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Adapting for Success in the New Digital Market – Lessons from eCommerce

By David Eads

With the market growth of “mobile-first” consumers, bankers have recognized the need to create more user-friendly experiences for these customers. Because initial engagement (and the ability to keep customers engaged) is a major component for growth, bankers are now leveraging technology in smarter, more effective ways when it comes to their application processes — realizing better conversion rates, lower abandonment rates and improved customer experience.

Perhaps the biggest change is in the industry’s shift from how it has been doing sales for the past 30 years and instead, taking lessons from the eCommerce industry, which has been successfully adapting to the preferences and needs of mobile consumers for some time. Online retailers have learned the value in leveraging customer data analytics to help make more appropriate, relevant product suggestions initially, and then following that with a frictionless, streamlined customer experience. In short, they create a faster and easier checkout process, which in turn discourages cart abandonment and ultimately increases sales. Banks can achieve the same success by not only marketing the right products and services to the right customers at the right time, but also creating and supporting a truly frictionless checkout process for those consumers via their mobile devices.

A case in point is NBKC Bank based in the Kansas City suburb of Overland Park, Kan. ($580 million in assets), that recently replaced a legacy onboarding system with a more intuitive and user-friendly digital sales platform. Previously for account opening, NBKC used a standard online form that went to a human for processing, meaning that customers still had to physically come in to a branch to complete the application process. By converting to a digital sales platform, the bank saw an almost immediate increase in website traffic, resulting in a 10 times increase in applications and a 70 percent application completion rate — much higher than with the previous system.

“NBKC is committed to providing an optimal banking experience for our customers and that extends throughout our branch and digital banking environments,” said Melissa Eggleston, chief deposit officer of NBKC. “Our mantra is ‘simplicity,’ both for our staff and our customers, and increasingly our customers want that interaction to happen on the screens of their mobile devices, so we are working hard to meet and exceed that expectation.”

By adopting a digital approach, banks like NBKC are improving their sales and conversion rates through a simplified front-end experience for customers. More importantly, however, they are making much better use of valuable customer data that they already possess. In fact, it is this approach that represents perhaps the biggest change in how retail bankers think about growth. The most successful retailers are the ones that truly know their customers’ needs and preferences and fine tune their marketing and sales initiatives to ensure that they present relevant information to the right customer at the most opportune time.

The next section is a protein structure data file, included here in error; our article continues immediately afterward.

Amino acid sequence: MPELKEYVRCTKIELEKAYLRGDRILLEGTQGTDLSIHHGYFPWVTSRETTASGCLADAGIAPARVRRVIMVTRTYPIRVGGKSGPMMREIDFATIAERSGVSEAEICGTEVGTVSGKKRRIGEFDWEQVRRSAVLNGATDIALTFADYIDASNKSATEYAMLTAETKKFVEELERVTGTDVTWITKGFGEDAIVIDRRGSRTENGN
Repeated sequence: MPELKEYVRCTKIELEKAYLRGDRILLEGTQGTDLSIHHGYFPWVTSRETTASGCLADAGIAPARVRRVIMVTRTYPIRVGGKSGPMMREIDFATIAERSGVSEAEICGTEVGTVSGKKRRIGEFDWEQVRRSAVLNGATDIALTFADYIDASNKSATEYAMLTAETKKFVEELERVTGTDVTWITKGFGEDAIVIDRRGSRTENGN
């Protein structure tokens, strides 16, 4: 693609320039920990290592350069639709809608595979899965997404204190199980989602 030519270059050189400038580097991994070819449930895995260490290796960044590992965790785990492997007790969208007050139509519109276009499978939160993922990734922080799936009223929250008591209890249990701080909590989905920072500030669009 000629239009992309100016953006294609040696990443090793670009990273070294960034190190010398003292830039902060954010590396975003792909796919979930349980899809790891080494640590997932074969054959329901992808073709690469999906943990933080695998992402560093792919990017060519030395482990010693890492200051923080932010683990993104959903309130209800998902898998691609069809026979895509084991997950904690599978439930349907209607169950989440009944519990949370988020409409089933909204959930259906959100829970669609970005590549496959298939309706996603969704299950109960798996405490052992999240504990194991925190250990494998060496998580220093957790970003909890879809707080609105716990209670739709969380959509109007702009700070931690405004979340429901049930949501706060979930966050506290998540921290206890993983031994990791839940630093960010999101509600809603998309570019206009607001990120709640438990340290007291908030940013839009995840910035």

From a banking standpoint, “personalized service” now means the ability to do this very same thing.

For years, bankers have relied on “Share of Wallet” as the standard metric of marketing success, but this is a shortsighted concept. Retailers calculate the value of relationships with customers over time and in doing so, make those relationships more meaningful for their customers and more profitable for the retailer. Bankers should begin to consider the lifetime value of establishing a “relationship annuity” with their customers. This is particularly relevant for driving growth among millennial and Generation Z customers who, as they mature as consumers, will need more products and services from their financial providers, such as auto loans, mortgage loans, retirement and college planning.

For banks that are in growth mode, there is an additional benefit to be realized as digital marketing provides a proven strategy to both establish market share in new areas, without the expense of traditional brick-and-mortar branch locations, and position banks to more strategically plan future branch construction to meet existing, localized customer demand based on digital banking use.

Just as eCommerce has redefined the retail industry, digital marketing to mobile-first consumers (or, “digital natives”) is having a similar effect on retail banking. With increased competition coming from the largest financial institutions and a host of non-bank, tech-savvy disruptors, community and regional banks that are slow to adapt are particularly vulnerable to opportunity costs — something that can be almost impossible to overcome. In retail, we’ve seen established, historic brands fall by the wayside while others have fully leveraged eCommerce and have grown exponentially. It will be interesting to see where the dust ultimately settles within our industry.

 

David Eads is CEO of Atlanta, Ga.-based Gro Solutions Inc., which provides digital growth solutions for financial institutions. For more information, visit www.grobanking.com.

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